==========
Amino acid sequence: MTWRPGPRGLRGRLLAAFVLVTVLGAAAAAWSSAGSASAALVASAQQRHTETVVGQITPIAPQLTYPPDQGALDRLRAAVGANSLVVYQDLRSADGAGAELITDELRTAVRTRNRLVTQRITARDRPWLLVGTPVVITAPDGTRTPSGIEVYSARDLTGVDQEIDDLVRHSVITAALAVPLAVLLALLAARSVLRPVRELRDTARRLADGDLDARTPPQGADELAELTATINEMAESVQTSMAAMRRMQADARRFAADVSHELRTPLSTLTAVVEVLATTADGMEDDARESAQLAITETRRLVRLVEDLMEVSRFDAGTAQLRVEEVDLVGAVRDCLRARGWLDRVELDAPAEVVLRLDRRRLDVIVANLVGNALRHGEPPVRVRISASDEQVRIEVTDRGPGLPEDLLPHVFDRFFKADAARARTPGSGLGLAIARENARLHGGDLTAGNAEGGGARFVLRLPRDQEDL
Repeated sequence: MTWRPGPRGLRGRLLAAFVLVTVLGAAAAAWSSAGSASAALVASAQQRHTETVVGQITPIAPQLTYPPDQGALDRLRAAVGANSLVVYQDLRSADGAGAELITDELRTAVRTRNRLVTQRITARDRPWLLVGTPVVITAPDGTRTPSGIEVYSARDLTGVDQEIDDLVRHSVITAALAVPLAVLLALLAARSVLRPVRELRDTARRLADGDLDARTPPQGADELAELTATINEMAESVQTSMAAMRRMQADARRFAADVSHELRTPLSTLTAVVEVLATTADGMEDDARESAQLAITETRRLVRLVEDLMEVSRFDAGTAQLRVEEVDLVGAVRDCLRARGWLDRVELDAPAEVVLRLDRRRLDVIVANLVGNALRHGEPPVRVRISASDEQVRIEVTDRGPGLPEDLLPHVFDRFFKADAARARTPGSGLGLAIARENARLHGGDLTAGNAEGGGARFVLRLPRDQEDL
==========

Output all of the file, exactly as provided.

Amino acid sequence: MTWRPGPRGLRGRLLAAFVLVTVLGAAAAAWSSAGSASAALVASAQQRHTETVVGQITPIAPQLTYPPDQGALDRLRAAVGANSLVVYQDLRSADGAGAELITDELRTAVRTRNRLVTQRITARDRPWLLVGTPVVITAPDGTRTPSGIEVYSARDLTGVDQEIDDLVRHSVITAALAVPLAVLLALLAARSVLRPVRELRDTARRLADGDLDARTPPQGADELAELTATINEMAESVQTSMAAMRRMQADARRFAADVSHELRTPLSTLTAVVEVLATTADGMEDDARESAQLAITETRRLVRLVEDLMEVSRFDAGTAQLRVEEVDLVGAVRDCLRARGWLDRVELDAPAEVVLRLDRRRLDVIVANLVGNALRHGEPPVRVRISASDEQVRIEVTDRGPGLPEDLLPHVFDRFFKADAARARTPGSGLGLAIARENARLHGGDLTAGNAEGGGARFVLRLPRDQEDL
Repeated sequence: MTWRPGPRGLRGRLLAAFVLVTVLGAAAAAWSSAGSASAALVASAQQRHTETVVGQITPIAPQLTYPPDQGALDRLRAAVGANSLVVYQDLRSADGAGAELITDELRTAVRTRNRLVTQRITARDRPWLLVGTPVVITAPDGTRTPSGIEVYSARDLTGVDQEIDDLVRHSVITAALAVPLAVLLALLAARSVLRPVRELRDTARRLADGDLDARTPPQGADELAELTATINEMAESVQTSMAAMRRMQADARRFAADVSHELRTPLSTLTAVVEVLATTADGMEDDARESAQLAITETRRLVRLVEDLMEVSRFDAGTAQLRVEEVDLVGAVRDCLRARGWLDRVELDAPAEVVLRLDRRRLDVIVANLVGNALRHGEPPVRVRISASDEQVRIEVTDRGPGLPEDLLPHVFDRFFKADAARARTPGSGLGLAIARENARLHGGDLTAGNAEGGGARFVLRLPRDQEDL